IA's Europe correspondent, Alan Austin, analyses the fall out from the Brexit vote but reckons on the legendary stiff-upper-lipped Brits keeping calm and carrying on (if only to get up those cheese-eating Frenchie noses ... )
THIS IS how one British MP described Thursday's referendum vote to leave the European Union (EU):
"The most significant decision for Britain since the war"
Reactions across Europe and beyond suggest this is so. Stock markets plummeted and the British pound fell to its lowest level in three decades. Presidents and prime ministers called urgent cabinet meetings, then press conferences to reassure anxious citizens. The prime minister of Great Britain quit on the spot.
The decision was decisive – 51.9% to 48.1% – which is a majority well above a million votes. The voting turnout of 72.2% was higher than for any national election or referendum since 1997.
That’s still close enough, however, for recriminations about the outcome being manipulated by unfair campaign tactics, and to fuel fears the country will remain bitterly divided.
Hilarious! "Britain has had the same foreign policy objective for at least 500 years — to create a disunited Europe."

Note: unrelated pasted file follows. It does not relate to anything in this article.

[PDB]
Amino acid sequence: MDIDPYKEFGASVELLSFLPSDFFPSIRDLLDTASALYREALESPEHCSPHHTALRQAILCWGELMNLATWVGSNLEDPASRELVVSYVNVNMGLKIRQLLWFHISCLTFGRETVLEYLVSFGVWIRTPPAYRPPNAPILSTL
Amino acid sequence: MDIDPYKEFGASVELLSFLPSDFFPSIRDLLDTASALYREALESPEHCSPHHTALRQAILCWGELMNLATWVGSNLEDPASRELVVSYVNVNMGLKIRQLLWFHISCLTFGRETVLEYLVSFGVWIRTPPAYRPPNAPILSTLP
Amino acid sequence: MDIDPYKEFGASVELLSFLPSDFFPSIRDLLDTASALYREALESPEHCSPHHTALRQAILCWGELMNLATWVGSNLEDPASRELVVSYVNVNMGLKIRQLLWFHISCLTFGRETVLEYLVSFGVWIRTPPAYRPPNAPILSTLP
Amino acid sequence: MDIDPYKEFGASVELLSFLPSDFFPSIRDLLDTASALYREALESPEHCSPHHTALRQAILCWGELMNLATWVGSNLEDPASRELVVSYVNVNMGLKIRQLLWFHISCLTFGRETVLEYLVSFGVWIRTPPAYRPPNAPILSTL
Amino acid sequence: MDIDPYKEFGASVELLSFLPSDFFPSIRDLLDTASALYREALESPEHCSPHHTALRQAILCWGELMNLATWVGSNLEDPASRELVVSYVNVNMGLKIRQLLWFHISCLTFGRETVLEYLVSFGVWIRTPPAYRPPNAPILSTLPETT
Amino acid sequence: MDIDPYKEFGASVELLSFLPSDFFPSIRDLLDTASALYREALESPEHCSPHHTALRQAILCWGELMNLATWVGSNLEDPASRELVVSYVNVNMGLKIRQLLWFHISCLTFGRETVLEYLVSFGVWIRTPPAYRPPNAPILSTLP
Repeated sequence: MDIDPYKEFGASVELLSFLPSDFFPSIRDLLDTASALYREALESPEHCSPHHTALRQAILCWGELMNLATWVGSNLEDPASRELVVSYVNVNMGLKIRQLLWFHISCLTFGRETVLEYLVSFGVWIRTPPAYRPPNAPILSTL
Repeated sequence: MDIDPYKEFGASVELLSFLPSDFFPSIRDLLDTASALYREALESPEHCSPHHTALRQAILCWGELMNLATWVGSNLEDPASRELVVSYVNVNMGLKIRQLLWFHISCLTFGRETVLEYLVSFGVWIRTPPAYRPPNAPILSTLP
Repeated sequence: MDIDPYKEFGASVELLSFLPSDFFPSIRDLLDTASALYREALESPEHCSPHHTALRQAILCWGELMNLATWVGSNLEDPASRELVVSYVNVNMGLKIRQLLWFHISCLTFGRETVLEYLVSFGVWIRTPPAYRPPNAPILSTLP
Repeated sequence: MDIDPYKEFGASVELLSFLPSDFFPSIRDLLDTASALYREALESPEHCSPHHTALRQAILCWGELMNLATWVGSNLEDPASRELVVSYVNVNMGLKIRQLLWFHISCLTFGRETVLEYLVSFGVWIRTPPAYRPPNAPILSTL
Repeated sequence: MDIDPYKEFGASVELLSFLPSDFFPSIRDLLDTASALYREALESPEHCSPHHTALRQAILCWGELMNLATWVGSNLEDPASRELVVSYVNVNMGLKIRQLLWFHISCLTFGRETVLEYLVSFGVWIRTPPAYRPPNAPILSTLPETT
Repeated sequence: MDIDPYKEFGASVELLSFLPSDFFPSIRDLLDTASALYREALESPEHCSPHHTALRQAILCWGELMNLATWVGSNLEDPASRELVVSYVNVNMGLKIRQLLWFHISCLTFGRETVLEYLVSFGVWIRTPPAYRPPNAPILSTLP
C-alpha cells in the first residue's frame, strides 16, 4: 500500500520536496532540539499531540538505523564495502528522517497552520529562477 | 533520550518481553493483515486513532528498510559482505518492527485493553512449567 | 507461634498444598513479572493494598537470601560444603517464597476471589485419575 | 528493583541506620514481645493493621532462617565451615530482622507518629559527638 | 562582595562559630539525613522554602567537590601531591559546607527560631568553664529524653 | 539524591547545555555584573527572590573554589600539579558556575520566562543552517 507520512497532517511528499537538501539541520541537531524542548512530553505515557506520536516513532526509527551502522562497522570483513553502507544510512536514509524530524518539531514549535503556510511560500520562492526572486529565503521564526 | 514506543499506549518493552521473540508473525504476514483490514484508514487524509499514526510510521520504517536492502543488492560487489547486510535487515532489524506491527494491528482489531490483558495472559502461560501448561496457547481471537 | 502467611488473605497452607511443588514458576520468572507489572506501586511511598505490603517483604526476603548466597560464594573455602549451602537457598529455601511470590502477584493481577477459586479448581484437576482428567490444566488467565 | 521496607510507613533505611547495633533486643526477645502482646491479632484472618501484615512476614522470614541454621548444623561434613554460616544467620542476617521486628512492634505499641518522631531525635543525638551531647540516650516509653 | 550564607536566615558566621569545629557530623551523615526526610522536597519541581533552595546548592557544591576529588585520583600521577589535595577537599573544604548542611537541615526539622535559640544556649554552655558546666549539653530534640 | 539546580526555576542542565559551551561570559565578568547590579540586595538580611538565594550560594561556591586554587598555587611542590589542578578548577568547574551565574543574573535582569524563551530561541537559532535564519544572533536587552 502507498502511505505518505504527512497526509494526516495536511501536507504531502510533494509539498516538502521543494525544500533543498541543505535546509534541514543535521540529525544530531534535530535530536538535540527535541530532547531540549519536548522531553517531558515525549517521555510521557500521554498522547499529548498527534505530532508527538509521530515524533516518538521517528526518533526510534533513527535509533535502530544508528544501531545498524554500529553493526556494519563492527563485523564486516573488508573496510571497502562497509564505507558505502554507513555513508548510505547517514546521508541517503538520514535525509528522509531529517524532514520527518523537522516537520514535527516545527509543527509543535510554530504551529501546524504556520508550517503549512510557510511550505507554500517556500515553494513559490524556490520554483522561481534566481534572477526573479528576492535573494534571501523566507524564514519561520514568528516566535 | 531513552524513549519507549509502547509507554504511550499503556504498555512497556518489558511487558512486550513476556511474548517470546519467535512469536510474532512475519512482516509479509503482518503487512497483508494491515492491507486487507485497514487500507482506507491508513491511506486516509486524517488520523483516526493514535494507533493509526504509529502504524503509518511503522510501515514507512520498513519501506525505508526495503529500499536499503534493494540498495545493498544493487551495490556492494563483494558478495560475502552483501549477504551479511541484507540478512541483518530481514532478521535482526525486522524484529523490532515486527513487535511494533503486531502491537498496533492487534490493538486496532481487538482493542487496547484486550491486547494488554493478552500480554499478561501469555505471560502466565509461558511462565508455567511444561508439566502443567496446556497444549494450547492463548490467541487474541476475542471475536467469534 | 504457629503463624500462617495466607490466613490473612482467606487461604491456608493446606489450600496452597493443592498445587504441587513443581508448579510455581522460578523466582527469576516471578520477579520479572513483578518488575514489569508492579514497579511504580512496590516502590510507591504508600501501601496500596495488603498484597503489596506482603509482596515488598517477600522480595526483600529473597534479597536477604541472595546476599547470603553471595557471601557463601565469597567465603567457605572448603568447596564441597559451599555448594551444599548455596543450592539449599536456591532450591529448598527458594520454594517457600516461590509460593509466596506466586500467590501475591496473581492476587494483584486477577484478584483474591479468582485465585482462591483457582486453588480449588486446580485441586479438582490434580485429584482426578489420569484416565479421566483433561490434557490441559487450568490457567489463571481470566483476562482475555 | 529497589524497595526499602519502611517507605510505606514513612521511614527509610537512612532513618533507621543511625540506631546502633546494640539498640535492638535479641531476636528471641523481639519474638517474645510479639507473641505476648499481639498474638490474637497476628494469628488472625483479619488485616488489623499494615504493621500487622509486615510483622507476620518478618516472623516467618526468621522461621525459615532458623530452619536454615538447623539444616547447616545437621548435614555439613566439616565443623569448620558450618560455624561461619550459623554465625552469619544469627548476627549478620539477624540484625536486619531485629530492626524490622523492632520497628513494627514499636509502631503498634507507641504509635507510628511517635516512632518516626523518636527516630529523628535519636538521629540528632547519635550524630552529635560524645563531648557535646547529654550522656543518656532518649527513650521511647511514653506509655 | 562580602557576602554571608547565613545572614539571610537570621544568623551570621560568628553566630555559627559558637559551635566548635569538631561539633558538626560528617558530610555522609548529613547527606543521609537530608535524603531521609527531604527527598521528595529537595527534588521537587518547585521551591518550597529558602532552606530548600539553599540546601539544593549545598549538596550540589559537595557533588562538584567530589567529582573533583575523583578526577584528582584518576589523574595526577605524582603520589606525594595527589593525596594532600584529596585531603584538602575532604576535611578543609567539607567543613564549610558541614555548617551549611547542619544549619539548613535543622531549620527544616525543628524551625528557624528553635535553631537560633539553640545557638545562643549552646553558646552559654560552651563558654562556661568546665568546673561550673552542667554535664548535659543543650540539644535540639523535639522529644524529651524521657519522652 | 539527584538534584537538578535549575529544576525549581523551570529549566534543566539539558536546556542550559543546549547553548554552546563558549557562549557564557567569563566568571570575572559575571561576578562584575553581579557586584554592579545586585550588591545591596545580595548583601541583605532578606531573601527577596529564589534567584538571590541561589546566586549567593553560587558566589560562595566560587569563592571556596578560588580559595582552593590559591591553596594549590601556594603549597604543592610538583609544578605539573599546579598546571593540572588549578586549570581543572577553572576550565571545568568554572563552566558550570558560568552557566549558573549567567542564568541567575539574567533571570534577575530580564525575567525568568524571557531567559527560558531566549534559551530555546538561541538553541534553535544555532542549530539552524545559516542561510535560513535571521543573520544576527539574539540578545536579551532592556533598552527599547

The big winners in Britain are those who have felt their sovereignty has been ceded to foreigners in too many critical areas since joining the European Economic Community (EEC) in 1973. Yes, this includes the right wing anti-immigration nutters. But others as well.
Decisions on prices, product regulations, workplace rules and migration will now be made, the majority believe, in London by elected local MPs rather than in Belgium by a council comprising députés from France, Croatia and Romania.
Those holding gold or gold shares are winners. So are speculators who sold stocks before the crash and are picking up bargains now. The big commercial cities of Europe – Paris, Zurich, Frankfurt and Brussels – will gain as London loses its status as the world’s financial capital.
The losers start with the UK party leaders, but do not end there. After six successful years as leader of the Conservative Party and prime minister, David Cameron has resigned. Having campaigned passionately for the status quo, he accepts he cannot manage the exit. Labour leader Jeremy Corbyn ran a half-hearted Remain campaign, so will also face an early no-confidence vote within his party.
Those holding vulnerable shares and currencies across the world are losers. The Australian Stock Exchange’s all ordinaries index lost 166 points yesterday, closing at 5,192 points, reversing a steady four-month recovery. That is below the 2013 election level.
Virtually all other EU member countries – all 27 of them – will lose in various ways. Britain is now a competitor rather than a partner in trade with Asia and the Americas. Britain’s financial and other inputs to the EU will be sorely missed.
There is talk already of retaliation against the UK by remaining EU members via tariff barriers and in other ways. We shall see.
From BBC News. Brexit: How world reacted to Britain's EU referendum.